Initially we were thinking it was a ball/pad issue, but we've found even with the jobs redone and bracing on the chassis to stiffen up the area, there's still a non-insignificant number of units coming back with the same issue (across multiple shops, not just one). Starting to look a bit more like an issue with either the actual chip itself or the PCB, not to say it definitely isn't a ball issue but it's not clear cut.

Either way, it's good to see Apple now admit the issue, though the $149 cost is still a bit of a cop-out ( no worries, people who have made a good income with the replacements will continue to do so for a while then ).

Comment Re:Ancient single use port (Score 3, Insightful) 761

AFAIK, the controller/management chip in the plug portion will not let full power through until it's confirmed the connection itself, part of the orientation smarts.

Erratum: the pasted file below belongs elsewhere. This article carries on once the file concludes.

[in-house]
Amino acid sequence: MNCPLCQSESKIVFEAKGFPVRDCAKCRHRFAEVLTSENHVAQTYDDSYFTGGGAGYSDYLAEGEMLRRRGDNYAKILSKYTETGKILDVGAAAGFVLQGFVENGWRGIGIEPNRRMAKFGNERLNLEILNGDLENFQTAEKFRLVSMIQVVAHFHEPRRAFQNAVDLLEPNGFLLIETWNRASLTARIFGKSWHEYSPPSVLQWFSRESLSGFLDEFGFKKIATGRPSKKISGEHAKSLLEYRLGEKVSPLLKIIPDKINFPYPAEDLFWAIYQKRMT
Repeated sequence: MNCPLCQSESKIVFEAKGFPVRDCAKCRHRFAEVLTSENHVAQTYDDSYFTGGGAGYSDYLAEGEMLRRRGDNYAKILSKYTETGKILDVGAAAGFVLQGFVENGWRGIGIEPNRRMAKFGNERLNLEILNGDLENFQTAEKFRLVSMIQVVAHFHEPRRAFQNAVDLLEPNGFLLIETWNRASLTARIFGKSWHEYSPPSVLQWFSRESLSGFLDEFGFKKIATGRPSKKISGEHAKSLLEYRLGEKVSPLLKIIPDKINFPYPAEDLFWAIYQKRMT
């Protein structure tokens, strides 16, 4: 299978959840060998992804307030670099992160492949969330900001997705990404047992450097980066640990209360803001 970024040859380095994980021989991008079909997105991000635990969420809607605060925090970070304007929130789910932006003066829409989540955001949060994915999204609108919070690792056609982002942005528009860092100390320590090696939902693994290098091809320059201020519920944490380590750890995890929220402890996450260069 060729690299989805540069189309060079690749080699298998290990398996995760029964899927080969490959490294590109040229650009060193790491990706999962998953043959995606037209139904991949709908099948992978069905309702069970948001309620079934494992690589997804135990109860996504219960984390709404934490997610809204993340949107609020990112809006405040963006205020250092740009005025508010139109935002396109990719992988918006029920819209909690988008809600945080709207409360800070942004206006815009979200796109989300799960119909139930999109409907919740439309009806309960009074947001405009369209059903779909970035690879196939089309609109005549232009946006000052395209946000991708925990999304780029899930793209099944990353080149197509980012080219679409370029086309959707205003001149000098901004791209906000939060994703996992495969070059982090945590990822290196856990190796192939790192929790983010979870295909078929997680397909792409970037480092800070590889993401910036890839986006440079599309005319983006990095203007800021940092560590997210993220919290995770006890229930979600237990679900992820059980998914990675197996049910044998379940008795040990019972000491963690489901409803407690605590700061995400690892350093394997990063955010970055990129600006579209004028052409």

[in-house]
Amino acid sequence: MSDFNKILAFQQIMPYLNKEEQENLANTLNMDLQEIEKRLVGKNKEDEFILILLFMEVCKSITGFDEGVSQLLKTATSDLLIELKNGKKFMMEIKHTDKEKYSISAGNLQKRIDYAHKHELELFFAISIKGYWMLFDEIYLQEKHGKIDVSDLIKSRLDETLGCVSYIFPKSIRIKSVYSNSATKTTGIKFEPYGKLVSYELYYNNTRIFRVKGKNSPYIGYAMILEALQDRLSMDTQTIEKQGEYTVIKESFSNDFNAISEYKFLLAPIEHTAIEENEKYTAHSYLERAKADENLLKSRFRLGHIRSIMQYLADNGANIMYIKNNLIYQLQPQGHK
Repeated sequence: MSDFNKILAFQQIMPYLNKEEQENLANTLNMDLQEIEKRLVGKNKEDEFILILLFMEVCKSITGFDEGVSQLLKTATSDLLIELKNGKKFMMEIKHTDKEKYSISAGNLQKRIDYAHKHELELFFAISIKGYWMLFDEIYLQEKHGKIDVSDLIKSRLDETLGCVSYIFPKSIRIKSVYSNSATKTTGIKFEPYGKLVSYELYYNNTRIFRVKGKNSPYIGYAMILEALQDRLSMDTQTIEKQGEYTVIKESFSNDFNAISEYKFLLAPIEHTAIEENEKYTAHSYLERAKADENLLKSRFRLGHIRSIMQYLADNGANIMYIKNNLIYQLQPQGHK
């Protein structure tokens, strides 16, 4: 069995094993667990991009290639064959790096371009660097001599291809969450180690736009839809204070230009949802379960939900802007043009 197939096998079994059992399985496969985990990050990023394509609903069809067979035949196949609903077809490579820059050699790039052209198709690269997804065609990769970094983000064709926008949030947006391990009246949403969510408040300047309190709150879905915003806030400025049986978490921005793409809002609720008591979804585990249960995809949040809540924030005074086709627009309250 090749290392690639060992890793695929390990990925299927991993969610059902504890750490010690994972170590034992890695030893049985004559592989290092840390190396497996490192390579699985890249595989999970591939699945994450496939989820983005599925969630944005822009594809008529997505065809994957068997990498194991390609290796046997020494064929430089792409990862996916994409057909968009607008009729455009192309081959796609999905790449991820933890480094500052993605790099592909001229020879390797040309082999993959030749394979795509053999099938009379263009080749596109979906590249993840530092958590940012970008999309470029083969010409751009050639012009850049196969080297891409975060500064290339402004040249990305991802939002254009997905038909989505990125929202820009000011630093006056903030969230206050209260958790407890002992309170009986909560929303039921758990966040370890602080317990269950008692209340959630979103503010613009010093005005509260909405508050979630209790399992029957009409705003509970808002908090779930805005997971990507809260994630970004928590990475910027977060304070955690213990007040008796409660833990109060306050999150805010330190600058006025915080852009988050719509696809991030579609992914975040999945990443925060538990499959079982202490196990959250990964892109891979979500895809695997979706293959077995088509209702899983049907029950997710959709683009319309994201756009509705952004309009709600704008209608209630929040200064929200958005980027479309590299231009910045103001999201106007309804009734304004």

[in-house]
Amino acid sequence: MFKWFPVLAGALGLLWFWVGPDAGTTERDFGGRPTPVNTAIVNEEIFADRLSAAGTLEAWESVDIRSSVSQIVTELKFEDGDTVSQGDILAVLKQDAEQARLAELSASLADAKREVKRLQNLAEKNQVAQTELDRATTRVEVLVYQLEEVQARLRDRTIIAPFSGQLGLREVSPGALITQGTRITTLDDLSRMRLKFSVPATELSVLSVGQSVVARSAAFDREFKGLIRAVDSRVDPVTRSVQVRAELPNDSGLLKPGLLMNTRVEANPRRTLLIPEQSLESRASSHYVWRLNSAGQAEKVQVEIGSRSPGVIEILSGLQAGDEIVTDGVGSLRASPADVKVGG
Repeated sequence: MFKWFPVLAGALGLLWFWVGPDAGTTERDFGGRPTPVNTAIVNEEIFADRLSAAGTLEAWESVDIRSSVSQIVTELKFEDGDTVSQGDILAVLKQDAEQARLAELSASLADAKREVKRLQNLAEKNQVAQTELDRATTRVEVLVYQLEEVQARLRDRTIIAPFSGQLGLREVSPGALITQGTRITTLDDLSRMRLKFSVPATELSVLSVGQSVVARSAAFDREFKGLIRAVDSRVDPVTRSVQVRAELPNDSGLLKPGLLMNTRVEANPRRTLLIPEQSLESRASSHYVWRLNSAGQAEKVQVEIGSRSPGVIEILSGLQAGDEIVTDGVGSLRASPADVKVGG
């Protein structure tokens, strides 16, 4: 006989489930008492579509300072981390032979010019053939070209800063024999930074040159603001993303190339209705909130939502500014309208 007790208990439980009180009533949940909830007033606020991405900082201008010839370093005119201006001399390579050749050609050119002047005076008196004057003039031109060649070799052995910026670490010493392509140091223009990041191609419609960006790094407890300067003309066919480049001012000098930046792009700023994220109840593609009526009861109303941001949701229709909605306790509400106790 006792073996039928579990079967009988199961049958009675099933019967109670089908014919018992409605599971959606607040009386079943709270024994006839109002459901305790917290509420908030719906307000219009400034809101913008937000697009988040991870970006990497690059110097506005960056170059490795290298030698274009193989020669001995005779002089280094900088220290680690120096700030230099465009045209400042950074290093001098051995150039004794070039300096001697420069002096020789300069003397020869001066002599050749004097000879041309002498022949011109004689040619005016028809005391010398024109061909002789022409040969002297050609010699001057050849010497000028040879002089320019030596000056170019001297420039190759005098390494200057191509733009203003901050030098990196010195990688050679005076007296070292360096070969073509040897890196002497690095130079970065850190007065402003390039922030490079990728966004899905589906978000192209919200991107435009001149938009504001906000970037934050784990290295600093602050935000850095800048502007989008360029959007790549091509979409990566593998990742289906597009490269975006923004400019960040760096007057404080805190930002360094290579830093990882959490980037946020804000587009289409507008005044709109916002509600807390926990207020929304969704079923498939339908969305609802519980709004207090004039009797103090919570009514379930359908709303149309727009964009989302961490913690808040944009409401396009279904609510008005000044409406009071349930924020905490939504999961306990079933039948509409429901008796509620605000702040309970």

Similar to their magsafe as well (Macbook has to validate things before charger is told to deliver full power ).

*** I could be completely wrong *** ;)

Comment Re:Ancient single use port (Score 2, Informative) 761

Courage would be USB spec ditching their obsession with fragile tongue-on-equipment configuration and going with lightning type design. Not keen on everything Apple does but the lightning connector is good engineering against human incompetence. Empirically* micro / USB-C are a lot more prone to user-damage, hell people manage to break USB-A sockets.. how the hell!?

(*Phone & PC repair shop)

Comment Re:downside (Score 1) 60

The lifetime environmental impact of lithium storage technology is less than that of alternatives. Our usage of lead-acid batteries is more toxic and we have a tremendous number of those being discarded each day, without even accounting for the impacts of fossil fuels involved in power generation and transport.

Comment Late to the party, but iPhones are cheap to repair (Score 1) 364